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Chapter6c - Chapter Outline Introduction To understand and...

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1 1 MSE 2090: Introduction to Materials Science Chapter 6, Mechanical Properties Mechanical Properties of Metals How do metals respond to external loads? Stress and Strain ¾ Tension ¾ Compression ¾ Shear ¾ Torsion Elastic deformation Plastic Deformation ¾ Yield Strength ¾ Tensile Strength ¾ Ductility ¾ Toughness ¾ Hardness Chapter Outline Optional reading (not tested): details of the different types of hardness tests, variability of material properties (starting from the middle of page 174) 2 MSE 2090: Introduction to Materials Science Chapter 6, Mechanical Properties To understand and describe how materials deform (elongate, compress, twist) or break as a function of applied load, time, temperature, and other conditions we need first to discuss standard test methods and standard language for mechanical properties of materials. Introduction Stress, σ (MPa) Strain, ε (mm / mm) 3 MSE 2090: Introduction to Materials Science Chapter 6, Mechanical Properties Types of Loading Tensile Compressive Shear Torsion 4 MSE 2090: Introduction to Materials Science Chapter 6, Mechanical Properties Concepts of Stress and Strain (tension and compression) To compare specimens of different sizes, the load is calculated per unit area. Engineering stress: σ = F / A o F is load applied perpendicular to speciment cross- section; A 0 is cross-sectional area (perpendicular to the force) before application of the load. Engineering strain: ε = Δ l / l o ( × 100 %) Δ l is change in length, l o is the original length. These definitions of stress and strain allow one to compare test results for specimens of different cross- sectional area A 0 and of different length l 0 . Stress and strain are positive for tensile loads, negative for compressive loads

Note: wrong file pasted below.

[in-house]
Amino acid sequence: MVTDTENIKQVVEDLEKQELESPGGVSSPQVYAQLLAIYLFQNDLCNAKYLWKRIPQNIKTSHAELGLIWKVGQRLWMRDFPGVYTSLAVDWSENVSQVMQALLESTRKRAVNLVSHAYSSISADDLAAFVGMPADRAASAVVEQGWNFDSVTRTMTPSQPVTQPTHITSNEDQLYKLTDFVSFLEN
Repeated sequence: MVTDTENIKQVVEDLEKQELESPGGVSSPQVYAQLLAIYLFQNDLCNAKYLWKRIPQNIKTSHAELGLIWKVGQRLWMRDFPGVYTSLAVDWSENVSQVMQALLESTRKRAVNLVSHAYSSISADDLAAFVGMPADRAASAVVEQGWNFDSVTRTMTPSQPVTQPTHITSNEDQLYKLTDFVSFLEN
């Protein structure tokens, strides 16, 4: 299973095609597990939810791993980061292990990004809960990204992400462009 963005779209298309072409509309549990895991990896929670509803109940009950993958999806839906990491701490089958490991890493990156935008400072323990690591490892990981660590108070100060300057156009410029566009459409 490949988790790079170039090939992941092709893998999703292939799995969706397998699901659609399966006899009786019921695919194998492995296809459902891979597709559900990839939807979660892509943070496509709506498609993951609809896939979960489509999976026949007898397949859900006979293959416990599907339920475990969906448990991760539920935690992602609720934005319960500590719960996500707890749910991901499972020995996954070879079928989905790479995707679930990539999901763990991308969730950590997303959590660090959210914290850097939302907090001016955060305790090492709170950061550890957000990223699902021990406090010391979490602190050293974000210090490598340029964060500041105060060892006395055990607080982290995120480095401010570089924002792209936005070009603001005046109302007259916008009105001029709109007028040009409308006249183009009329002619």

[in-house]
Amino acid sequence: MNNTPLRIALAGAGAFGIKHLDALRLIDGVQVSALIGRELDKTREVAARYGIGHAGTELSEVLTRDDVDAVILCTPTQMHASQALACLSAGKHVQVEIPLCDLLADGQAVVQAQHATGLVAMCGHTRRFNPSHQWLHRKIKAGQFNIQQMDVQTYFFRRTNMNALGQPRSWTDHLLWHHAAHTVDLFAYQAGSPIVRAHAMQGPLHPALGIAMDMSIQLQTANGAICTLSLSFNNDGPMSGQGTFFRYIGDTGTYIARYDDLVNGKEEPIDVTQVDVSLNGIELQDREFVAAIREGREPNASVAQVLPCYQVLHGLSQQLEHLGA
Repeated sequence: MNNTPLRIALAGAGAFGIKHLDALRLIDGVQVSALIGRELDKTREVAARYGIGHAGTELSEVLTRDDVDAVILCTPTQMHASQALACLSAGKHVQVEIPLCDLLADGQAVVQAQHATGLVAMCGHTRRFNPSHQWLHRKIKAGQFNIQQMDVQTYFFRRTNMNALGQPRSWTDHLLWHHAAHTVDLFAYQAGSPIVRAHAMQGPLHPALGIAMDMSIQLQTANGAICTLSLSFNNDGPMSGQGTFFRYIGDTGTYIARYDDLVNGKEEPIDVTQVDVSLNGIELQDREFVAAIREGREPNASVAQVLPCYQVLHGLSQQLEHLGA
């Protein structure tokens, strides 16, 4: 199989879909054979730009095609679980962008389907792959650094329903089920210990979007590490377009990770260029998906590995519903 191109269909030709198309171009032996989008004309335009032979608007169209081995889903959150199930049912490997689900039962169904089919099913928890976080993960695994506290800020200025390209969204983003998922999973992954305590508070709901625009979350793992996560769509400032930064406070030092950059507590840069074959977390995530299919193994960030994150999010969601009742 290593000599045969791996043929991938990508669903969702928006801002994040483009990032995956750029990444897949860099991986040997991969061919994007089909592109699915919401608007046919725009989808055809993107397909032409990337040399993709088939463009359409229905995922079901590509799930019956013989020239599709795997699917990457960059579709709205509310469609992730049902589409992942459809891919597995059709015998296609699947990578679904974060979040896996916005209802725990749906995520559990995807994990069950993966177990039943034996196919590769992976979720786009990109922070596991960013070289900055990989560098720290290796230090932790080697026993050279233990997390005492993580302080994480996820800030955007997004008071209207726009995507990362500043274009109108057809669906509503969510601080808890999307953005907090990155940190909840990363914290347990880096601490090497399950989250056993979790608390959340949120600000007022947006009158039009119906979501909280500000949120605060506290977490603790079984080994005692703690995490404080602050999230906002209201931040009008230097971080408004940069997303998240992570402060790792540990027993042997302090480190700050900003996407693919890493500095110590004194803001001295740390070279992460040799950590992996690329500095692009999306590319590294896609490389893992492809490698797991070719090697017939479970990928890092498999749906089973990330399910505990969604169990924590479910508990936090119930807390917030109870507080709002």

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2 5 MSE 2090: Introduction to Materials Science Chapter 6, Mechanical Properties Concepts of Stress and Strain (shear and torsion) Shear stress: τ = F / A o F is load applied parallel to the upper and lower faces each of which has an area A 0 . Shear strain: γ = tg θ ( × 100 %) θ is strain angle Torsion is variation of pure shear. The shear stress in this case is a function of applied torque T, shear strain is related to the angle of twist, φ . Shear Torsion θ F Ao 6 MSE 2090: Introduction to Materials Science Chapter 6, Mechanical Properties Stress-Strain Behavior Elastic Plastic Stress Strain Elastic deformation Reversible : when the stress is removed, the material returns to the dimensions it had before the loading. Usually strains are small (except for the case of some plastics, e.g. rubber). Plastic deformation Irreversible : when the stress is removed, the material does not return to its original dimensions. 7 MSE 2090: Introduction to Materials Science Chapter 6, Mechanical Properties Stress-Strain Behavior: Elastic Deformation E is Young's modulus or modulus of elasticity , has the same units as σ , N/m 2 or Pa In tensile tests, if the deformation is elastic, the stress- strain relationship is called Hooke's law: Stress Strain Load Slope = modulus of elasticity E Unload σ = E ε Higher E higher “stiffness” 8
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